because MTB wheels use a larger inner (big) cog, shimano was able to dish the cassette and not have any interference between 40T cog and spokes. this was not possible for road cogs (21-28T). bummer.

    sram’s 11s MTB solution requires one to purchase a whole new free hub.

    let’s not forget that sometimes consumers demand “progress”, and the manufacturers oblige.

    i made the (painful) switch over to 11s this year–but not with any illusions of improved performance. it was forced upon me with a few bike crashes and a few required gear swaps, then realizing i needed to make things match up across bikes for ease in swapping parts in and out in race scenarios.

    anyway…the manufacturers aren’t ALL evil, the new stuff is really nice, top-end MTBs really DO cost >$10k now (every brand seems to have one), new road bikes don’t cost $23k unless someone is getting ripped off, etc.

  33. eric b

    “Wish list:
    10 speed shifter w/out the cable coming out of the side of the head.”

    shimano 7900, anyone?

  34. nancy

    There is neutral support from SRAM or Mavic and that’s why there is team car behind with full bikes. Sram have tarmac with zipp wheel, I guess you can get the same gears as them.

    If you want to have results, better using equipment that won’t failed and tires that keep airs on rough pavement. And you won’t have to worry about it or st least, you can ride to the parking lot.

  35. OGS

    I was talking more from the overall idea of what cycling means to all of us perspective, rather than engineering or manufacturer perspective.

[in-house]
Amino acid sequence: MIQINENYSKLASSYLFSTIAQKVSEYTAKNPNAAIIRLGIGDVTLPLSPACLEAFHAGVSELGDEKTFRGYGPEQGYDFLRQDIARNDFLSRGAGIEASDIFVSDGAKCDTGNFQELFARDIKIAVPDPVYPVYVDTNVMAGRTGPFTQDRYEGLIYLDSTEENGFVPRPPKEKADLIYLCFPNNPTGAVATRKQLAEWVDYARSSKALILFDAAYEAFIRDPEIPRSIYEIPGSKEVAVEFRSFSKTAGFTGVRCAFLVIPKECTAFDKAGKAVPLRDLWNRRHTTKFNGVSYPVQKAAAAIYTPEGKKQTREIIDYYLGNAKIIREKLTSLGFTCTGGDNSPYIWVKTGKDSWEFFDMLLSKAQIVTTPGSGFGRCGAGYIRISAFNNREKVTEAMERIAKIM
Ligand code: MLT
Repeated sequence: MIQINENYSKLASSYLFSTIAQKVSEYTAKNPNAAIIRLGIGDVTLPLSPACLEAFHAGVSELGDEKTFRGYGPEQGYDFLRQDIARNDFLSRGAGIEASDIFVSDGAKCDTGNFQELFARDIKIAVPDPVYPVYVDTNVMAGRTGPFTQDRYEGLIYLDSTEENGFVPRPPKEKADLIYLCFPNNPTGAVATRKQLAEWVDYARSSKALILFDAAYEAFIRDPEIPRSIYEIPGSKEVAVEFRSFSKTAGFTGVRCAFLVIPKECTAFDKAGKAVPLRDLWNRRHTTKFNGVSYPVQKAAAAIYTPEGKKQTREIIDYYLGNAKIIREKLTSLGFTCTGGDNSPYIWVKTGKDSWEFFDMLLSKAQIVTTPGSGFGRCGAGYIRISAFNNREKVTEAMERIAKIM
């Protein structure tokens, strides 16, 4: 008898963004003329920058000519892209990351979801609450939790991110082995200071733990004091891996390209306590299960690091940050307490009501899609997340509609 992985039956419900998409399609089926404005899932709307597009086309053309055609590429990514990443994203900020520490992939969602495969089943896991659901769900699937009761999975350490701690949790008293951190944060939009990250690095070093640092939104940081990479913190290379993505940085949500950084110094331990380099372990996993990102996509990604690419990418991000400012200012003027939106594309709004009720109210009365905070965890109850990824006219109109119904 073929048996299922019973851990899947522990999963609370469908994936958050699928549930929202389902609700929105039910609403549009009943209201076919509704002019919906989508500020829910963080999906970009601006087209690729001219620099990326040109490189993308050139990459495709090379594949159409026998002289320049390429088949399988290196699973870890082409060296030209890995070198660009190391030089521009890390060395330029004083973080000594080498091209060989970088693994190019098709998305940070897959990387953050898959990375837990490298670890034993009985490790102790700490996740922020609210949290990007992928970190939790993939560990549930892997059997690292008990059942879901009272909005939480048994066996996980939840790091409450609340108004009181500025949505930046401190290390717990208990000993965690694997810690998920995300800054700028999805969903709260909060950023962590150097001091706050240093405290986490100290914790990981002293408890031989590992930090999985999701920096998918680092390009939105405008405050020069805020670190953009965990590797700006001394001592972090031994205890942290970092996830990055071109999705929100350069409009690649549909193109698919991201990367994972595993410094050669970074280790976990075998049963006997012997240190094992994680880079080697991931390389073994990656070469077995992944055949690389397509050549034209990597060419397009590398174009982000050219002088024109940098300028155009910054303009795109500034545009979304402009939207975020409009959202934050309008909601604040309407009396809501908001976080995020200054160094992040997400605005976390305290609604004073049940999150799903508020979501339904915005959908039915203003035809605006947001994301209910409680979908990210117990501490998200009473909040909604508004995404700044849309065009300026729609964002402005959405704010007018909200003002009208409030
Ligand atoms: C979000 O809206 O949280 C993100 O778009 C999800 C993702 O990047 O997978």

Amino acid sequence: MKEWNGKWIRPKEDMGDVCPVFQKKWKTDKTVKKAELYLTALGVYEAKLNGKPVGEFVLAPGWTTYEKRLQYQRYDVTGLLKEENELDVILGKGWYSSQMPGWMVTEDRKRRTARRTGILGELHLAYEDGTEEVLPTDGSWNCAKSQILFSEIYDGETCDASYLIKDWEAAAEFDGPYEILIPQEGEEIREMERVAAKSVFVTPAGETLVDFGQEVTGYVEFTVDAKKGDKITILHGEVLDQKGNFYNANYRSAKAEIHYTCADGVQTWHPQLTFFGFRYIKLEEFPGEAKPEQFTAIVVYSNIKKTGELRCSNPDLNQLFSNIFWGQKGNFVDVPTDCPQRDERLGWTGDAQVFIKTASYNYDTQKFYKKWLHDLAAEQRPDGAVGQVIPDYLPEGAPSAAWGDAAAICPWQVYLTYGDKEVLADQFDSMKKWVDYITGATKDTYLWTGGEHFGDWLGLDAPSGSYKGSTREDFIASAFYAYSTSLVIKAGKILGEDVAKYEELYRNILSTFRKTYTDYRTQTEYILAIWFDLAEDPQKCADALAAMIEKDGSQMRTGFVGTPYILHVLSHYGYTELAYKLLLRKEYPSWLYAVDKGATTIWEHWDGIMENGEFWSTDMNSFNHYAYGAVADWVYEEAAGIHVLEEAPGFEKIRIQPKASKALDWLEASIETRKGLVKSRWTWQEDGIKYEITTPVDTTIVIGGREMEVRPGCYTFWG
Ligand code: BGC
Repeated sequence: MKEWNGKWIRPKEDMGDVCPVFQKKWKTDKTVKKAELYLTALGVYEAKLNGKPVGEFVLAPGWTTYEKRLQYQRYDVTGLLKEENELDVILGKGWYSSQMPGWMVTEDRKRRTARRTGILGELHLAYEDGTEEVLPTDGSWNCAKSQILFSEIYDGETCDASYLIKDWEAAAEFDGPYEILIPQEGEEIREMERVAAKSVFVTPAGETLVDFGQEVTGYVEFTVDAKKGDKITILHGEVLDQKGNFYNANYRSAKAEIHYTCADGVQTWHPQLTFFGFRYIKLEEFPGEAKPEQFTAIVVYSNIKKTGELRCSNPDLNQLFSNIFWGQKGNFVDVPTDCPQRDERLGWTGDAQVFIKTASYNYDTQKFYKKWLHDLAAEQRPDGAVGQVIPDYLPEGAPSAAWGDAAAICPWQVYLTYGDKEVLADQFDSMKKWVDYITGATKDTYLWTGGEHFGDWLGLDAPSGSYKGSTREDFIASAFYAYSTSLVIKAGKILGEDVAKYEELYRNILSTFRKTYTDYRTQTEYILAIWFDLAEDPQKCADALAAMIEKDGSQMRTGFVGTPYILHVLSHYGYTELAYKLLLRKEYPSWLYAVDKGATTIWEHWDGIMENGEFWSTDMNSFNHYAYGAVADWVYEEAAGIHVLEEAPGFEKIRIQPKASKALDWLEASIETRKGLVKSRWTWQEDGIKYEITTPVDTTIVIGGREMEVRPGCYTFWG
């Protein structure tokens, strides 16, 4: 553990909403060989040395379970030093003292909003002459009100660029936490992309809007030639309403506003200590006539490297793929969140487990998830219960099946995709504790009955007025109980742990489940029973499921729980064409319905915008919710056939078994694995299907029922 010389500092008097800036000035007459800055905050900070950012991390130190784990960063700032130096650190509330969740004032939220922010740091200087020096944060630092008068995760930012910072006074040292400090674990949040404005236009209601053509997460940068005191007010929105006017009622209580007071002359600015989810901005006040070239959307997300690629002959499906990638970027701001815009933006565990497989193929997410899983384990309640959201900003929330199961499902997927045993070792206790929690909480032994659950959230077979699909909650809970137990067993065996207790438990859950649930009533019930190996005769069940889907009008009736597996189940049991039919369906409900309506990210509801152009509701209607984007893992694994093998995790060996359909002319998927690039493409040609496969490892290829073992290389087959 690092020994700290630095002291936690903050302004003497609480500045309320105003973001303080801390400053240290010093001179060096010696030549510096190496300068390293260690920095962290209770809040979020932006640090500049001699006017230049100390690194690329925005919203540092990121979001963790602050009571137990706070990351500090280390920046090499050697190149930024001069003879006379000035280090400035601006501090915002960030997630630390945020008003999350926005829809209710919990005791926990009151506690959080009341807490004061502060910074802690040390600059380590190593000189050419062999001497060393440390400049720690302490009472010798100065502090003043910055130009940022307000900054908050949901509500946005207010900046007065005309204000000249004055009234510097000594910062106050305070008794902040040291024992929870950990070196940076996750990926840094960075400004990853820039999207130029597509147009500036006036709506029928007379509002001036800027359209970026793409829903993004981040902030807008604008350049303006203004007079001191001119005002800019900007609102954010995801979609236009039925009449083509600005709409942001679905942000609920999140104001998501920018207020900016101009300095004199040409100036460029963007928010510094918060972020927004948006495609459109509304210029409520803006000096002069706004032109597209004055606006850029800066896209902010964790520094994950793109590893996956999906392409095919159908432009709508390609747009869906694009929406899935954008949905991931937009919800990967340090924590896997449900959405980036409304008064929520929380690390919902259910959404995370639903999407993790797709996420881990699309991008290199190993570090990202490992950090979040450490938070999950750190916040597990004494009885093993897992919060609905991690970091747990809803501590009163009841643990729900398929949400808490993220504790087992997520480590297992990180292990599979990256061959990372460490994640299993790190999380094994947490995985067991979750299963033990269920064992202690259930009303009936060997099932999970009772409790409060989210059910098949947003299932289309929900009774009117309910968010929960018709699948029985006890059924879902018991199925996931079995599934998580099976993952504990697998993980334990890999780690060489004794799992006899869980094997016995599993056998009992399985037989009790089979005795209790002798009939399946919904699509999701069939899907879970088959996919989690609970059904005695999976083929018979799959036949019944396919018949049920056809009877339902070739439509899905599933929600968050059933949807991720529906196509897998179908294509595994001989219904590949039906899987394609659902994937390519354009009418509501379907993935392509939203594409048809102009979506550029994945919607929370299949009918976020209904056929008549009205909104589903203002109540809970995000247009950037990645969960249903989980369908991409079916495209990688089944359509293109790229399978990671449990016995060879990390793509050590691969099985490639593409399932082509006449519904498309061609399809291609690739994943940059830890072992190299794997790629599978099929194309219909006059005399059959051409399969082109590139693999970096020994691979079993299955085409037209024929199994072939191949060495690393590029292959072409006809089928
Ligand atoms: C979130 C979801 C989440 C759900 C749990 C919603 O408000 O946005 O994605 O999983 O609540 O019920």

But even engineering – is there really a good engineering reason for integrated seatposts? Or so many bottom bracket “standards”?

    from LBS perspective, they would love to live in the world where we cyclists would bring in bikes for any routine maintenance – including changing a tube, replacing a chain, adjusting derailleur limit screws, replacing cables, re-wrapping tape you name it.

    But if we go this route (and many riders do treat their bikes the way they deal with cars – just bring to a mechanic whenever something goes wrong), I think we will miss out on an important aspect of cycling – the “mechanical tinkering” side. There is an old guy, in his 70ies, who lives nearby who doesn’t even ride bikes all that much, but is always in his garage building a new bike, adjusting this or that. I don’t think you need to be a bike racer or even a bike rider to appreciate the simplicity, elegance and beauty of bike’s mechanical design.